Interest is building in Delta-8 THC, but its scientific study is hampered by inconsistent rules

click to enlarge An employee at San Antonio CBD shop Mr. Farmacist removes Delta-8 gummies from a display case. - Sanford Nowlin
Sanford Nowlin
An employee at San Antonio CBD shop Mr. Farmacist removes Delta-8 gummies from a display case.
Paul discovered Delta-8 when he went to his regular CBD shop for a vape pen refill.

The store was out of the 35-year-old San Antonio sales rep’s regular order, so after using his smartphone to look up the Delta-8 offered to him by the shop as an alternative, he decided to give it a try.

Two pulls on the pre-loaded vape pen did the trick, and the THC derived from hemp became part of his regular regimen.

CBD provided Paul some relief from pain stemming from injuries he suffered while a passenger in a ride-share car T-boned by a truck. But Delta-8 has proved even more effective — and more readily available — than the controlled substance of Delta-9 THC, found in marijuana.

Paul’s wife uses combinations of Delta-8, Delta-9 and Delta-10, another molecularly similar substance, to alleviate symptoms of her own chronic medical conditions. The mind-calming effects of the still-legal Delta-8, makes sleep come easier at night for both, he added.

Delta-8, which some call “legal weed,” is weaker that conventional cannabis. Even so, it’s so close to Delta-9 that both the safe aspects of its use and pitfalls are assumed to be similar. Leading researchers in the field, however, say they know too little about Delta-8 and other THC variations because they can’t legally study them the way they can the effects of marijuana.

“Delta-8 and Delta-9 are really similar from a chemical perspective. It is difficult to tell the difference even with a mass spectrometer,” said Daniele Piomelli, director of the Institute for the Study of Cannabis and professor of anatomy and neurobiology at the medical school of University of California, Irvine.

Researchers know that Delta-8, one of about 140 compounds similar to the THC, or tetrahydrocannabinol, found in cannabis, targets the same cannabinoid receptor in the brain that provides intoxication as a psychoactive compound and relief from nausea.

But most of what is known beyond that is anecdotal or guessed at based on studies of marijuana, Piomelli said.

“It’s not really a processed product,” said Brett Ginsburg, a professor of pharmacology and substance abuse at the University of Texas Health Science Center at San Antonio’s Long School of Medicine. “It’s just a natural product extracted from the hemp plant.”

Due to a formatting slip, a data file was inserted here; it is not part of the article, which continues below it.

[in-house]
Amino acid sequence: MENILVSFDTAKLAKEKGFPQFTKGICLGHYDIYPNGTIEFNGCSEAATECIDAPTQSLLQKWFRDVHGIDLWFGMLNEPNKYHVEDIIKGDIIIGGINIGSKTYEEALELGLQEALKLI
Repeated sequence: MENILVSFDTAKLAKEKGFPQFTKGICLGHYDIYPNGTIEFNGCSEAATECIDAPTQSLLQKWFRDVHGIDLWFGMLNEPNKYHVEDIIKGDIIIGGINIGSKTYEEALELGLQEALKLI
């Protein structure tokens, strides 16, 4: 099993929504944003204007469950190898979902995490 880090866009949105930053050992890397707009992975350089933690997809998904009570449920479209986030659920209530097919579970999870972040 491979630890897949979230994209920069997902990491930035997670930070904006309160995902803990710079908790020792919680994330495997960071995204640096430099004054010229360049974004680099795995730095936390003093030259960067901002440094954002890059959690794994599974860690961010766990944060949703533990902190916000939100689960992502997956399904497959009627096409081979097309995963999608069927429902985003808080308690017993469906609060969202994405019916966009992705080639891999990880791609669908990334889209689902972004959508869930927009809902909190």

Product of the moment?

Because it’s legal for now, Delta-8 could merely be a product of the moment, Ginsberg said. That is, until it’s regulated, and another takes its place.

“It’s a business and people seek out [THC-based products] for a reason,” Ginsberg said. “You’re always chasing the next product.”

Piomelli said he wants to do clinical studies comparing the effects of Delta-8 versus Delta-9, first on animals and then on humans. However, under a quirk of federal law, conducting that research would cause the loss of his license with the U.S. Drug Enforcement Agency to use legally acquire Delta-9 for study.

“The legal landscape is so weird that it makes it hard to study,” he said.

That means there are many unknowns and no clear science to decide on how to create reasonable regulations around Delta-8 or other THC forms. Building the same knowledge base for Delta-8 as for marijuana “would take 500 papers published, and that’s millions and millions of dollars in research,” Piomelli added.

Lower THC levels

What’s known anecdotally is that Delta-8 has similar properties to Delta-9, including improving sleep quality for some people. Additionally, the substance can help with nausea and has a mildly intoxicating effect.

THC from hemp is 0.3%, while marijuana THC used in clinical studies is 3%. Commercially grown cannabis for sale on the market in states where it is legal can be up to 20% THC, Piomelli said.

Although Delta-8 THC concentrations are considerably lower, using more means ramping up the intoxicating effects to those similar to Delta-9.

“Someone who seeks a high [from Delta-8] will get it,” Piomelli said. That could come from more pulls on a vape pen or ingesting more of the substance in the form of edibles.

Positives and negatives

Paul, who uses small amounts of Delta-8 as part of his sleep regimen, said he recently had a Delta-8 edible in the form of a treat made with chocolate-flavored cereal. He was surprised that the amount of THC in the homemade goodies was enough to keep him feeling high for two days.

If some of the positive attributes of Delta-9 are mirrored in the Delta-8 — help with post-traumatic stress, improved appetite for those undergoing cancer treatments and better sleep for those with chronic pain, for example — the same could be true of negative effects in some people.

Frequent, acute use of THC in adults has been shown to cause some people to have a loss of coordination, temporary loss of short-term memory and slower response times, Piomelli said. In teenagers, whose brains are still developing, acute use can increase risk of psychosis including schizophrenia, a condition most people don’t know they are predisposed to until its onset, he added.

Pregnant women also should err on the side of caution and not use Delta-9 or Delta-8 regularly, according to the researcher.

UT Health San Antonio’s Ginsburg said great care should be taken with knowing the amounts and THC strengths used in products to avoid unintended consequences. Edibles, unless labeled with the specific data, can be an unpleasant unknown. “Once you eat them, you’re stuck with them.”

“There is a problem of abuse liability with any kind of psychoactive substance,” Ginsburg said. “Vulnerable people shouldn’t assume [Delta-8] is an end around.”

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